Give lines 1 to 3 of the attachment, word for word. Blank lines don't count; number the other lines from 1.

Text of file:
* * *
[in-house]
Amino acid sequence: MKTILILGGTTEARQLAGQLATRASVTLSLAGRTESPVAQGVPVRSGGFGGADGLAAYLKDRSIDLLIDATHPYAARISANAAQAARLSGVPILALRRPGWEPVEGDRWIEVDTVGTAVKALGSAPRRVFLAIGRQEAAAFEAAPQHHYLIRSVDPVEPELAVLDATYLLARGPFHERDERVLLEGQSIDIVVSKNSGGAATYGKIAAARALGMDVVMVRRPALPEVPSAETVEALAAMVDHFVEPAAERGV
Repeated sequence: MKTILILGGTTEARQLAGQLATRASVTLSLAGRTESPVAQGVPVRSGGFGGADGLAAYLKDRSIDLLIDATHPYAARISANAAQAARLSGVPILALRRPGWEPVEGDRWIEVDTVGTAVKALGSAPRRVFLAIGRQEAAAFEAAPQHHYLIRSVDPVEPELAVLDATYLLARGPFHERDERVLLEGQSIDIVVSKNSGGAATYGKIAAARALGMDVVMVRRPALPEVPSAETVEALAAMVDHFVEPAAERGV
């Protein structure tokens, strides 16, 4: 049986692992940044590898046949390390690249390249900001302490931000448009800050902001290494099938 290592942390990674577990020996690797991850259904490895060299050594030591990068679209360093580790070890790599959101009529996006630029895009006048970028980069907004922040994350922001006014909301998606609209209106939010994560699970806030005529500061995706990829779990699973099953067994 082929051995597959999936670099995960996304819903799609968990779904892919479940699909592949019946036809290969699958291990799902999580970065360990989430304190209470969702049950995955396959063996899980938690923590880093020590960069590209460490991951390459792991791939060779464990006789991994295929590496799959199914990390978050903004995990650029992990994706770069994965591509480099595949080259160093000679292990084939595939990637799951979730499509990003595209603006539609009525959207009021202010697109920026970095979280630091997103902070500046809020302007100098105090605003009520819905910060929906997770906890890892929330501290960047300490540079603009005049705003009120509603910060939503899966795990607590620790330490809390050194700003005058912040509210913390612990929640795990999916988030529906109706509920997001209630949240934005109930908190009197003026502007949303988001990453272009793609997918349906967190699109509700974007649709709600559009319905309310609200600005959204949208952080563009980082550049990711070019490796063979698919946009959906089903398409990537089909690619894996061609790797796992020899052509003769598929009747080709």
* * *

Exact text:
[in-house]
Amino acid sequence: MKTILILGGTTEARQLAGQLATRASVTLSLAGRTESPVAQGVPVRSGGFGGADGLAAYLKDRSIDLLIDATHPYAARISANAAQAARLSGVPILALRRPGWEPVEGDRWIEVDTVGTAVKALGSAPRRVFLAIGRQEAAAFEAAPQHHYLIRSVDPVEPELAVLDATYLLARGPFHERDERVLLEGQSIDIVVSKNSGGAATYGKIAAARALGMDVVMVRRPALPEVPSAETVEALAAMVDHFVEPAAERGV
Repeated sequence: MKTILILGGTTEARQLAGQLATRASVTLSLAGRTESPVAQGVPVRSGGFGGADGLAAYLKDRSIDLLIDATHPYAARISANAAQAARLSGVPILALRRPGWEPVEGDRWIEVDTVGTAVKALGSAPRRVFLAIGRQEAAAFEAAPQHHYLIRSVDPVEPELAVLDATYLLARGPFHERDERVLLEGQSIDIVVSKNSGGAATYGKIAAARALGMDVVMVRRPALPEVPSAETVEALAAMVDHFVEPAAERGV